American Heritage® Dictionary of the English Language, Fourth Edition
- n. The region in mammals between the pleural sacs, containing the heart and all of the thoracic viscera except the lungs.
Century Dictionary and Cyclopedia
- n. In anatomy, a median septum or partition between two parts of an organ, or between two paired cavities of the body; especially, the membranous partition separating the right and left thoracic cavities, formed of the two inner pleural walls. Since in man these pleural folds do not meet, the term mediastinum is extended to the space between them.
- n. anatomy The region in mammals between the pleural sacs, containing the heart and all of the thoracic viscera except the lungs.
- n. the part of the thoracic cavity between the lungs that contains the heart and aorta and esophagus and trachea and thymus
- New Latin mediastīnum, from neuter of Medieval Latin mediastīnus, medial, from Latin, inferior servant, drudge (anatomical sense probably influenced by Latin intestīnum, intestine), from medius, middle; see medhyo- in Indo-European roots. (American Heritage® Dictionary of the English Language, Fourth Edition)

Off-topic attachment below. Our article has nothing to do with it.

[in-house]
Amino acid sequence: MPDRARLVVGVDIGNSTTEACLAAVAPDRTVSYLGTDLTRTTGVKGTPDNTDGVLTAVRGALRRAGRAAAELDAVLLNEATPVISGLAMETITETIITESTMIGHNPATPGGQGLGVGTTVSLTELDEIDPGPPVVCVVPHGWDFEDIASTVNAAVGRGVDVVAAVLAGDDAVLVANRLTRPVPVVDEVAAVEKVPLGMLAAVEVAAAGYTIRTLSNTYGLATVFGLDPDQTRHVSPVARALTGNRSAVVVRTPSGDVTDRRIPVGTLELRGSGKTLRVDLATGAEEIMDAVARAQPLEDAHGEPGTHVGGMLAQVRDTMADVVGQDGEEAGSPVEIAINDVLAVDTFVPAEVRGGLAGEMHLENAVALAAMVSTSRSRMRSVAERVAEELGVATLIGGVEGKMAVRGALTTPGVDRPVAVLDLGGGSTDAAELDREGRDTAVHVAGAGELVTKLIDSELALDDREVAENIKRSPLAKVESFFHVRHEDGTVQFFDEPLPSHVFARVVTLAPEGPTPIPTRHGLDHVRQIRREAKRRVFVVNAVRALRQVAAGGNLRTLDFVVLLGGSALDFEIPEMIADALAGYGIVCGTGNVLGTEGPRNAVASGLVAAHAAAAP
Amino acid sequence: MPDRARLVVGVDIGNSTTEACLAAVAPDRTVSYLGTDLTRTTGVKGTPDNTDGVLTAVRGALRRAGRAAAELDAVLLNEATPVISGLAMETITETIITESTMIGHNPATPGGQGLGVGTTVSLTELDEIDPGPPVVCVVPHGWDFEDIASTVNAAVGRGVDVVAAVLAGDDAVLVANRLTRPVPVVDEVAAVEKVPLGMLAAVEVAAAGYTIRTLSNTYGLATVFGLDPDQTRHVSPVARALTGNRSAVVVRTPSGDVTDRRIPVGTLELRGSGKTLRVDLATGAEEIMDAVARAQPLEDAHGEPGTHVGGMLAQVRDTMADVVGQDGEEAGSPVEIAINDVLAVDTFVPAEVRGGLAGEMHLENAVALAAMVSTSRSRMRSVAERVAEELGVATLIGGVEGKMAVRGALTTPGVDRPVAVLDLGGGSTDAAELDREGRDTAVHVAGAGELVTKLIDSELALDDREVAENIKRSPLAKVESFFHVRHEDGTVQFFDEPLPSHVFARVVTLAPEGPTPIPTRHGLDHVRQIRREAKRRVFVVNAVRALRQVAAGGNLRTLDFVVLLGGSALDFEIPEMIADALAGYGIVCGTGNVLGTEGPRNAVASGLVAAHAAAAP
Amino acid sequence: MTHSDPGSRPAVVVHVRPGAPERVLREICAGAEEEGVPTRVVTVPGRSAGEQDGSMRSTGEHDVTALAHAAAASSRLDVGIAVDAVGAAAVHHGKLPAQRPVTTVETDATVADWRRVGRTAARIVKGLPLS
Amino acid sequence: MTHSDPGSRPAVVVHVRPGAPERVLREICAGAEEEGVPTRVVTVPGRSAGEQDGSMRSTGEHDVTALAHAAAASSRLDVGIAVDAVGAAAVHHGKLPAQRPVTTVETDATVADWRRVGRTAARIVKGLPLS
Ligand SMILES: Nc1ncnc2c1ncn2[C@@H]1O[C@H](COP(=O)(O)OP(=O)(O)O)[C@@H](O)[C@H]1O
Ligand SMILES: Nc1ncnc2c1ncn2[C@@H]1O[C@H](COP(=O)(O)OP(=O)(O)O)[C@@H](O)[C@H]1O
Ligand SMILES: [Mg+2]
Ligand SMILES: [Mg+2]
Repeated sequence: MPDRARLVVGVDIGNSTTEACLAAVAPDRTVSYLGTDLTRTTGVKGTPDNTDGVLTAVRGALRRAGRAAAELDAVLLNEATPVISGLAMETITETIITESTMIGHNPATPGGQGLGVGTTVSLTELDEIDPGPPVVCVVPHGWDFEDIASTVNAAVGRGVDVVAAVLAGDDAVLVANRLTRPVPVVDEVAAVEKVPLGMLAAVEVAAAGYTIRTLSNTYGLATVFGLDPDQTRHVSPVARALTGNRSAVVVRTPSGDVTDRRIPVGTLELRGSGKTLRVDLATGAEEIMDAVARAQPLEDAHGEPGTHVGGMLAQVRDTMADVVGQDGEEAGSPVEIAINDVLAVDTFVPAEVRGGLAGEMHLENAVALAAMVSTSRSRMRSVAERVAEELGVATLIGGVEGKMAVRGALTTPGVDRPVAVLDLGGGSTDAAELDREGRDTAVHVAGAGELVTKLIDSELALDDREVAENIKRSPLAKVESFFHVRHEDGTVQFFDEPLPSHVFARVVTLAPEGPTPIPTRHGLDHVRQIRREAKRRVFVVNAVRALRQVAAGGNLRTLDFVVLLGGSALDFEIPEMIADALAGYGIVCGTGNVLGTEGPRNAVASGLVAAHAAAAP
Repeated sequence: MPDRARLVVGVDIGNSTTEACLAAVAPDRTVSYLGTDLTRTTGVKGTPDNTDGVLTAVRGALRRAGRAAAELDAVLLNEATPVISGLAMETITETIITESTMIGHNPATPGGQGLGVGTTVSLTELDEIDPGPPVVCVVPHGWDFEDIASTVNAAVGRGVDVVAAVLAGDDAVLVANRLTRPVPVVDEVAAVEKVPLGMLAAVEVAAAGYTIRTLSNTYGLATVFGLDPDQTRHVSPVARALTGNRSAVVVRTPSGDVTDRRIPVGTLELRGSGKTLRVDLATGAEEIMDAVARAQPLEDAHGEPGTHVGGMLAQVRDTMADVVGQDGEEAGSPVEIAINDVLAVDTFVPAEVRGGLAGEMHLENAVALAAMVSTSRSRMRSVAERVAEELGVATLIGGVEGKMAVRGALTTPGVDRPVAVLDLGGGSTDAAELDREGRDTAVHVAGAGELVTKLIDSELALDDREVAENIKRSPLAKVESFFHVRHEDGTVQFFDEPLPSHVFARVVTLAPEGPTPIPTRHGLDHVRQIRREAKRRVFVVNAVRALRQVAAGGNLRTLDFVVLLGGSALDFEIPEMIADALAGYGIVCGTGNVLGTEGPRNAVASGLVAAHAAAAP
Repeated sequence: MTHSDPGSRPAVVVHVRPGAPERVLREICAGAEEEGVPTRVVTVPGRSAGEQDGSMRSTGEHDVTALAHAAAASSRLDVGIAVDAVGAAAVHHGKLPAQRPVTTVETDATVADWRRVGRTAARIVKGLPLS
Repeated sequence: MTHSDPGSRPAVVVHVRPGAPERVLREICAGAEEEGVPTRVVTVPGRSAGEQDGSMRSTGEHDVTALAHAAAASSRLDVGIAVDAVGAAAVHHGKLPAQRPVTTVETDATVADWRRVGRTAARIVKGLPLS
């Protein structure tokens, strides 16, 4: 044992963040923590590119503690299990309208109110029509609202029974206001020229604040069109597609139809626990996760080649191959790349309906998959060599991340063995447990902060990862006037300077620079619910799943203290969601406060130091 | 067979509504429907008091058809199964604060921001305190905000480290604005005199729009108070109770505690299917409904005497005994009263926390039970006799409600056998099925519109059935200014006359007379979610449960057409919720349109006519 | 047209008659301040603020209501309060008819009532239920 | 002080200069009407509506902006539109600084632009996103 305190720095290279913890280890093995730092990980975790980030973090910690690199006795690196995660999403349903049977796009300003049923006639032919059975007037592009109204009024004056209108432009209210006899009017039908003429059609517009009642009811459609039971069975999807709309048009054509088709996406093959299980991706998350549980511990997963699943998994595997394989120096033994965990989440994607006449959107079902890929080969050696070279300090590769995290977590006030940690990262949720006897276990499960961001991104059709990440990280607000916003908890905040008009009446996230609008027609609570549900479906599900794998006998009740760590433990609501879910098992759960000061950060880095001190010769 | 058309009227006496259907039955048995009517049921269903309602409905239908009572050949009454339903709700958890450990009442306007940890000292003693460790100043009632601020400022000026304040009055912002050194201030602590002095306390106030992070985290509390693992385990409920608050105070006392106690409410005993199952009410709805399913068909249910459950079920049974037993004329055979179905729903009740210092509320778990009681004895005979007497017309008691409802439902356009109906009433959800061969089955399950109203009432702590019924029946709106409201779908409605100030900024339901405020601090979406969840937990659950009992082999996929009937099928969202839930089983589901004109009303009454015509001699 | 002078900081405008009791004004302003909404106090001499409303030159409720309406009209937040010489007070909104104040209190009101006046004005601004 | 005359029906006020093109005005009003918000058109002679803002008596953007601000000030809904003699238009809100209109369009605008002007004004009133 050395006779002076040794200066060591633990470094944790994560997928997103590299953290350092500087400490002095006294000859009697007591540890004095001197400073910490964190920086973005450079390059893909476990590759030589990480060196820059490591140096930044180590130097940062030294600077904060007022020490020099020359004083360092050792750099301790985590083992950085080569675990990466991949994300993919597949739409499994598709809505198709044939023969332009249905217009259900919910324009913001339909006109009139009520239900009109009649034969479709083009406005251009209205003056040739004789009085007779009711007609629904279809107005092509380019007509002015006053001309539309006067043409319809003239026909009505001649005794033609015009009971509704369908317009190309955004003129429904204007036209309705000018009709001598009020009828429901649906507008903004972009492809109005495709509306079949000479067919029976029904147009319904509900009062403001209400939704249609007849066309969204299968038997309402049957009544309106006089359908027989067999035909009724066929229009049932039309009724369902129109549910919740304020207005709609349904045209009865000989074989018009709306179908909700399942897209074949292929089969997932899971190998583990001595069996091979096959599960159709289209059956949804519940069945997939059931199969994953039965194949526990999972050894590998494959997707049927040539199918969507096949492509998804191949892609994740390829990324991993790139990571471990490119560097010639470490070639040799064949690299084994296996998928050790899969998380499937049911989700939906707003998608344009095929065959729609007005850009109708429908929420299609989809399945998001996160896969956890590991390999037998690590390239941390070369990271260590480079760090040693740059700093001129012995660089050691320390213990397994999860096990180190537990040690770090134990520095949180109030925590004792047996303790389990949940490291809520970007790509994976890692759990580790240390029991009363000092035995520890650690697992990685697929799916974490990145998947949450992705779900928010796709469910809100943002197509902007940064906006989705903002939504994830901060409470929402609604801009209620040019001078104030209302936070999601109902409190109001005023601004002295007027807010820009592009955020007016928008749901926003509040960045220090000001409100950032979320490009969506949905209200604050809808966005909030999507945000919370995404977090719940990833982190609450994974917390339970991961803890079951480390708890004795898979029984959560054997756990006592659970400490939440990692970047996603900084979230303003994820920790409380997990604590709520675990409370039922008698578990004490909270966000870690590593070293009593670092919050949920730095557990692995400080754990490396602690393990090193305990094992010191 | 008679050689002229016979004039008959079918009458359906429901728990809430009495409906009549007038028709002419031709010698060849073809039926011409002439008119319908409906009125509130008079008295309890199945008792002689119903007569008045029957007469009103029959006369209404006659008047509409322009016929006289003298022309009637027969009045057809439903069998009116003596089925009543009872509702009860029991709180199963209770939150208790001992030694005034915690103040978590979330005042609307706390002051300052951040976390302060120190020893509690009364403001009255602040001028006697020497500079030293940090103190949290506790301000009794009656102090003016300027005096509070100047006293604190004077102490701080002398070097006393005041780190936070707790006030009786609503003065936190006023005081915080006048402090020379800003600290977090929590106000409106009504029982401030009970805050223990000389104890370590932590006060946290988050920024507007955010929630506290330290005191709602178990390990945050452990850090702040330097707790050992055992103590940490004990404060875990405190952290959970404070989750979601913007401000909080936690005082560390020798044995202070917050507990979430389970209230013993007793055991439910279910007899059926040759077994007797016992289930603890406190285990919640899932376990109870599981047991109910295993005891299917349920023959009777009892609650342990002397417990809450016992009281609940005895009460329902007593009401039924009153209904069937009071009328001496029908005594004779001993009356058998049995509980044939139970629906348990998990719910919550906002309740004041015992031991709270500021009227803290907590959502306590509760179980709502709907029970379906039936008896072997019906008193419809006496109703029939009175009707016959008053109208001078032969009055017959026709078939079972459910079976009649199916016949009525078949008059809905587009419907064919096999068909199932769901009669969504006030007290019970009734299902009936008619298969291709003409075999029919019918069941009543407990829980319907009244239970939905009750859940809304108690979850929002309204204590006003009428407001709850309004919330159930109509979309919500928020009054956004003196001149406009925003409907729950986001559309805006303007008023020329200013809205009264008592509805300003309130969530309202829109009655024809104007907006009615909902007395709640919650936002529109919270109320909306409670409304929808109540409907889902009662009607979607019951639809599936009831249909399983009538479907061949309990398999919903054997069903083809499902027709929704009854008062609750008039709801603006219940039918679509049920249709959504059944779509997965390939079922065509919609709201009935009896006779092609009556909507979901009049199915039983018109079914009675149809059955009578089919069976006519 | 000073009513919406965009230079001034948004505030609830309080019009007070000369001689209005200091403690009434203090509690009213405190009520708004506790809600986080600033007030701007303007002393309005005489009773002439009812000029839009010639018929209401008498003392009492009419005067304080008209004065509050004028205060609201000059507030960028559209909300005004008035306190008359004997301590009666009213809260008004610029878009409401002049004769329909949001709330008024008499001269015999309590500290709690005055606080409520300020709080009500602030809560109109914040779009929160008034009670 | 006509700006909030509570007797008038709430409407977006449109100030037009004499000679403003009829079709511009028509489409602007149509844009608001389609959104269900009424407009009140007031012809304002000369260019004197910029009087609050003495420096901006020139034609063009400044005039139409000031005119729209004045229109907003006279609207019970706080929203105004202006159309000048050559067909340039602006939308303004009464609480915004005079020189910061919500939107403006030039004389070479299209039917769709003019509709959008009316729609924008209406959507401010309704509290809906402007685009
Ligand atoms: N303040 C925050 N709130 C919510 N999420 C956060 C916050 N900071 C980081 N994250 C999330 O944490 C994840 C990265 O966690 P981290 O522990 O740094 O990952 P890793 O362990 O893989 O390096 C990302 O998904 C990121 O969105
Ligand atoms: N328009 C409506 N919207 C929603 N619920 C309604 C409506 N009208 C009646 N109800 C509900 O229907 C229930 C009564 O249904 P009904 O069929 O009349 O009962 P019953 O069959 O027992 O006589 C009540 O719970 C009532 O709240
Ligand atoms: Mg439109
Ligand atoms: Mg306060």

“SATCHER: Well, the spores get into the lungs and they end up in the lymph nodes, in the chest, what we call the mediastinum (ph).”
“The adjacent sides of the two pleural sacs are central to the thorax, and form that space which is called mediastinum; the heart is located in this mediastinum, U E, Plate 1.”
“It is applied to the tunica vasculosa over the glandular substance of the testis, and, at its posterior border, is reflected into the interior of the gland, forming an incomplete vertical septum, called the mediastinum testis (corpus Highmori).”
“Schwannoma originating from the vagus nerve within the mediastinum is a rare, usually benign tumor.”
“Harvey Cushing, another star apprentice, even “cleaned out the anterior mediastinum,” the deep lymph nodes buried inside the chest.”
“One of the neatest evidences I see of God in Creation is the bison...with an incompletely divided mediastinum.”
“The mediastinum, all the stuff, and they go, oh, this isn't good, we can't treat for a heart attack.”
“With a scalpel in the other hand, carefully transect the root in the middle between lung and mediastinum. . .”
“Blood explodes into the mediastinum and pleural cavity.”
“He shows no inconsiderable knowledge of anatomy in his remarkable description of inflammation and abscess of the mediastinum in his own person, and its diagnosis from common pleuritis as well as from abscess and dropsy of the pericardium.”
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